A new entry for light jets: The HondaJet 2600

A bigger version of the HondaJet, that can fly coast to coast? Yes, please!

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Note: For information purposes only. Not intended as personalized legal, tax, or financial advice of any sort. Please consult a qualified professional.

See our previous article, “The Case For Private Jet Travel.”

The HondaJet has already proven to be a game-changer in the ultra-light jet category. Now, Honda appears poised to unveil yet another game-changing model in the light jet category: The HondaJet 2600.

From Plane & Pilot:

For now, the plane is pegged as an 11-seater, which would normally mean 2 pilots and up to 9 passengers. But not with the 2600, if Honda has its way. The company envisions a single-pilot certification for it, which if it gets approved as such (and we’re a long way from that point) would make it the largest business jet we know of to earn such. This would make it a one pilot, 10 passenger jet, with one of those passengers sharing the flight deck, of course. Single-pilot commercial approval would mean markedly lower operating costs for business and other operators, it should go without saying, and the airlines will be watching this one closely to see how a single-pilot future might go.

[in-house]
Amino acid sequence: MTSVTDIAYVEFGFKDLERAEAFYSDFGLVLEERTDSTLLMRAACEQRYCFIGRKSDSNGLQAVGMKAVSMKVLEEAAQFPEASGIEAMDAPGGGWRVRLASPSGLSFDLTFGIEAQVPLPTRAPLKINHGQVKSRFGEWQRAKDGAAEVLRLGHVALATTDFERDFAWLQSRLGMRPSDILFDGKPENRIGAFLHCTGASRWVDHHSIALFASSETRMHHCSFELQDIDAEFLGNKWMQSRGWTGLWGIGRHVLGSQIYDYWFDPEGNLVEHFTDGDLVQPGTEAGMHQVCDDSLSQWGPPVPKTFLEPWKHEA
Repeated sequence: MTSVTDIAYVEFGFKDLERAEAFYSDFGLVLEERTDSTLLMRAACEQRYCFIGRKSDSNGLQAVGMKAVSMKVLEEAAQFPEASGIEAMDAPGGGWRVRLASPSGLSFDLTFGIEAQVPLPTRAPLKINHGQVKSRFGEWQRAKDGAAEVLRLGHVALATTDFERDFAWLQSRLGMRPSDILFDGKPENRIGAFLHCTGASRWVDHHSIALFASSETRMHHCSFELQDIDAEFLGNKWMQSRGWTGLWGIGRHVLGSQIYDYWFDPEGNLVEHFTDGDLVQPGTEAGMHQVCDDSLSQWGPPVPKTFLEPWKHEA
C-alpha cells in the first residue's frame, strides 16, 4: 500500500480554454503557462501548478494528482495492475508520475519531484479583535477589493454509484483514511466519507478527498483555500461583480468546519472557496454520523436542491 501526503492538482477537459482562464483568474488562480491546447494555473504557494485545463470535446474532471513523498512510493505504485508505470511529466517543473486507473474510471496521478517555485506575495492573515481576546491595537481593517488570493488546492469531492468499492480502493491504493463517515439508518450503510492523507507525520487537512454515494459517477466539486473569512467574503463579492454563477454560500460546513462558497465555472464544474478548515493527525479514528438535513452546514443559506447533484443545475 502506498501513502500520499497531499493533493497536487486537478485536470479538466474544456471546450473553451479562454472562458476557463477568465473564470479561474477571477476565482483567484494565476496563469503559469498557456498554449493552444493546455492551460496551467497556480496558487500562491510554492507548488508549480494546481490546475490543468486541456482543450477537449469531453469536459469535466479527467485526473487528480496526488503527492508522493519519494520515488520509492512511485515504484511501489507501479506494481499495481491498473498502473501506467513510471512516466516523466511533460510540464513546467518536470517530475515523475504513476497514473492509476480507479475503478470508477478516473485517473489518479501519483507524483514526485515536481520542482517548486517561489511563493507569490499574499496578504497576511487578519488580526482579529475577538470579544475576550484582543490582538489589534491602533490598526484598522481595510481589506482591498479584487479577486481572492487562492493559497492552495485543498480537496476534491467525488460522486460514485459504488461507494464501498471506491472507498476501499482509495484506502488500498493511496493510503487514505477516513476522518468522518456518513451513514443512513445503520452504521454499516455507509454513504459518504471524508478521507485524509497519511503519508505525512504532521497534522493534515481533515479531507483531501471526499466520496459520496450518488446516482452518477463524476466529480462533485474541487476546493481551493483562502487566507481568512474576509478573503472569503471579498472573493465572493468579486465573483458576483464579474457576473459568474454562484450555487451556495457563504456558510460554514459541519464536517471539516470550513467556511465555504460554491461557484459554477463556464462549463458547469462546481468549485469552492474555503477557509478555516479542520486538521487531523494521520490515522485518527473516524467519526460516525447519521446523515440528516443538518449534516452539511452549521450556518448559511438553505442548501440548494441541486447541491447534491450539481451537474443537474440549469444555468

The 2600 would also boast some eye-opening technological features, especially for an aircraft this size, including a number of unspecified electrical and automated systems, including autothrottle and autobrake, among others. Both of those things, of course are necessary for the installation of a utility such as Garmin’s Autoland, which today is only approved for emergency use, so it would be speculation for us to suggest that the future might hold a larger, single-pilot HondaJet with a non-emergency version of autoland, so we won’t engage in any such speculation…

…it would be a big step up from the seven-seat HondaJet, which has been a great seller for the company, with more than 170 aircraft delivered, though 2020, that is, and that number should hit close to the 200 mark by the end of this year.

It will also be a step up in capability, with a targeted 450-knot cruise speed and a range of 2,625 nm and a ceiling of 47,000 feet, which would be very high flying for a small-midsized jet. A close competitor would be Textron Aviation’s Citation XLS Pus, which has the same seating capacity, a cruise speed of 440 knots and a range of 2,100 nm. So, the 2600 would be stiff competition based solely on Honda Aircraft’s hoped-for capabilities for the model, though Cessna’s world-class service center network and the long term success of the product would be tough to face off against.

More information and specs available at the HondaJet website.

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